Amongst this ragtag of tired old tropes is an attack on women's reproductive rights. Now I'm a man, so I'm not going to start haranguing women about what to do with their uteruses (uteri?). That's the point of being pro-choice.
The Tories, on the other hand, are in the business of haranguing women about such things. They've put a raving fundamentalist Christian in charge of sexual health, Anne Milton. Now I'm not sure that having someone whose faith highlights virgin birth is an entirely sensible choice, on scientific or empathetic grounds, but the Tories thinks she's the go-to gal for educating teenage girls. Her key strategy is abstinence. Now that's OK for me: I was a shy teen trapped in a boarding school and abstinence was less of a strategy than an enforced way of life, but I don't think it's for everybody. After all, serious scientific studies show that kids in abstinence programs don't abstain, and are far more likely to get pregnant and contract STDs when they give in to temptation (because they believe the lies told to them about contraception). I bet they have psychological problems associated with making promises they can't keep too.
So the Tories have dumped the British Pregnancy Advisory Service from the advisory board, and drafted in Life, the religious pressure group. The BPAS give empathetic, rounded advice to women about their health and wellbeing. Life tell you not to have an abortion because they think a God says it's bad for your soul. Not if you're dying. Not if the foetus is dying. Not if you've been raped, not if you're underage, or desperately poor, not under any circumstances.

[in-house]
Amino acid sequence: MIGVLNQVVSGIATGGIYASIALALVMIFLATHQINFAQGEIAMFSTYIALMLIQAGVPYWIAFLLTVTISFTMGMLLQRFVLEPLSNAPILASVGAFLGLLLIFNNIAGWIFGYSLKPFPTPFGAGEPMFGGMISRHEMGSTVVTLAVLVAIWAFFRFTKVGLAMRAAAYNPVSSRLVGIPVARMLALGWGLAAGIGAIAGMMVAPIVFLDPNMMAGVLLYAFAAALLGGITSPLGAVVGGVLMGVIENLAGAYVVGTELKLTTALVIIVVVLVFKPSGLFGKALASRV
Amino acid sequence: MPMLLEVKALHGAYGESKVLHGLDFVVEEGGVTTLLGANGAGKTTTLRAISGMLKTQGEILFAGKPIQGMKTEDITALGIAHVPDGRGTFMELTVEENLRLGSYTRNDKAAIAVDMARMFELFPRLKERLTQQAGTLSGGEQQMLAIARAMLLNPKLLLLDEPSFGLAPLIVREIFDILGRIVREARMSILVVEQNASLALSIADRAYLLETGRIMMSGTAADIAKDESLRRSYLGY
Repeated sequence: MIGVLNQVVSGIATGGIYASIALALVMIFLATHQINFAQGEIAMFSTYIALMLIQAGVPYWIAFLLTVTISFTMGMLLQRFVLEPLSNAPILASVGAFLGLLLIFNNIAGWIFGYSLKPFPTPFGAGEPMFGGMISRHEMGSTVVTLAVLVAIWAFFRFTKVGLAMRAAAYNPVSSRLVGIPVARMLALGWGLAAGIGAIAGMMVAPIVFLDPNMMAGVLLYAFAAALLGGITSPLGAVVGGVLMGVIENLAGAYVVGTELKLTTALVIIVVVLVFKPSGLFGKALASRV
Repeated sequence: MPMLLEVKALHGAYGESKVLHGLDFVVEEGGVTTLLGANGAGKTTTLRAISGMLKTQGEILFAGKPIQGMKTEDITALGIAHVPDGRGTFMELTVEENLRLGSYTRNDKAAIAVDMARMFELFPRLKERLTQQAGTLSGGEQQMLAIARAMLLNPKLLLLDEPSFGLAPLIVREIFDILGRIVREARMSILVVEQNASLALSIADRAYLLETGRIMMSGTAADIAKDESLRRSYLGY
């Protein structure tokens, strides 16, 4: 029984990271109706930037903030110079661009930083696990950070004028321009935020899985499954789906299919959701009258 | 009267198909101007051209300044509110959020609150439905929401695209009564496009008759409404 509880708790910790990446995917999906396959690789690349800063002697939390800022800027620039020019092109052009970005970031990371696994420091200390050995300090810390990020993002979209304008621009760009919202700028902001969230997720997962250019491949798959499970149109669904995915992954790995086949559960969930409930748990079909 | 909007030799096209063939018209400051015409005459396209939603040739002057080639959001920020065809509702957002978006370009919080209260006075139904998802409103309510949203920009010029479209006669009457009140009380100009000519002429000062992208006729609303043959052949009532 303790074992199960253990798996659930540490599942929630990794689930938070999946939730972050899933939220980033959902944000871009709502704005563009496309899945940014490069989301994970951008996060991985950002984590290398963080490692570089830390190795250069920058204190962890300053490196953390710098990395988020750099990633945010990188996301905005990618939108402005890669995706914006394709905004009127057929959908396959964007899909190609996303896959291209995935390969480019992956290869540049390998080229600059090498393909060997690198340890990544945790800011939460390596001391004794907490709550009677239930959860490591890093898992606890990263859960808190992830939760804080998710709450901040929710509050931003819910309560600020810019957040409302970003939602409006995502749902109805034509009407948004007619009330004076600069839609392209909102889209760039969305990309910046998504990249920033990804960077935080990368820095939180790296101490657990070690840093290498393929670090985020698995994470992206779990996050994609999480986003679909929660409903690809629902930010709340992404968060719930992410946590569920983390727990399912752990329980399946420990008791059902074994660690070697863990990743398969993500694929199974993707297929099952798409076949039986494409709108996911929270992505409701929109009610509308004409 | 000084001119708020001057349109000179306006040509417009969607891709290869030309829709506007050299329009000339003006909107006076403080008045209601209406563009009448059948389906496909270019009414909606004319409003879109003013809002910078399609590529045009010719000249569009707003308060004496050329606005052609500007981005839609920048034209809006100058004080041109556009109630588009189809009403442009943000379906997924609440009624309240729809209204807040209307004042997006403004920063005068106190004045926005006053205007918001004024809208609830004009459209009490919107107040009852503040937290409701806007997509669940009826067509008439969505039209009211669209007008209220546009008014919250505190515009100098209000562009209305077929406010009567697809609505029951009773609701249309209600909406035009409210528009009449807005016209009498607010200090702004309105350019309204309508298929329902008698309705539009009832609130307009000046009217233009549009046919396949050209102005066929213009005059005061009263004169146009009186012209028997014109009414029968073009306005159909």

It gets worse. Abstinence groups have been drafted in to advise the weirdo Education Secretary, Michael Gove. And two of the weirdest MPs, self-confessed liar Nadine Dorries (see this magnificent blog covering her malevolent existence) and Frank 'The Childcatcher' Field have drafted this nasty little law:
Meanwhile in parliament, the battle lines on abortion are set to be drawn again after cross-party amendments to the health and social care bill were put forward by anti-abortion MPs in a bid to tighten the rules on terminations.
The first amendment, put forward by Nadine Dorries and Frank Field, would establish a new precondition for any women having an abortion to receive advice and counselling from an organisation that does not itself carry out terminations.
This isn't, as you might think, a cosy little chat about your options. Who offers abortion advice without providing the service? Why, Life and all the other freakish godbotherers - and they don't have your best interests at heart. It's not advice: it's a legally mandated intimidation session designed to make you See The Error Of Your Ways You Child-Murderer. I honestly can't think of a single other situation in which a policeman would make you go - alone - to be subjected to intense pressure from someone who doesn't care about you and won't listen to your point of view.
So where does this come from? South Dakota:
In the first quarter of this year, 49 state legislatures introduced 916 bills that restricted reproductive rights. Here are a few that have passed, like in Texas, where women must have an invasive ultrasound that they either have to look at or have described to them in detail by a doctor before getting their abortion. Or South Dakota, where there’s now a 72-hour waiting period, and women must get counseling at an anti-choice pregnancy crisis center before obtaining an abortion. No centers applied to be on the official list, so that women would have no way to fulfill the requirements to have an abortion.I'd suggest a letter to your MP. Even if it is Paul Uppal. This kind of crap might work in a state where politicians have to come up with the most nauseating religious nonsense while waving machine guns around if they want to get elected, but it won't wash here.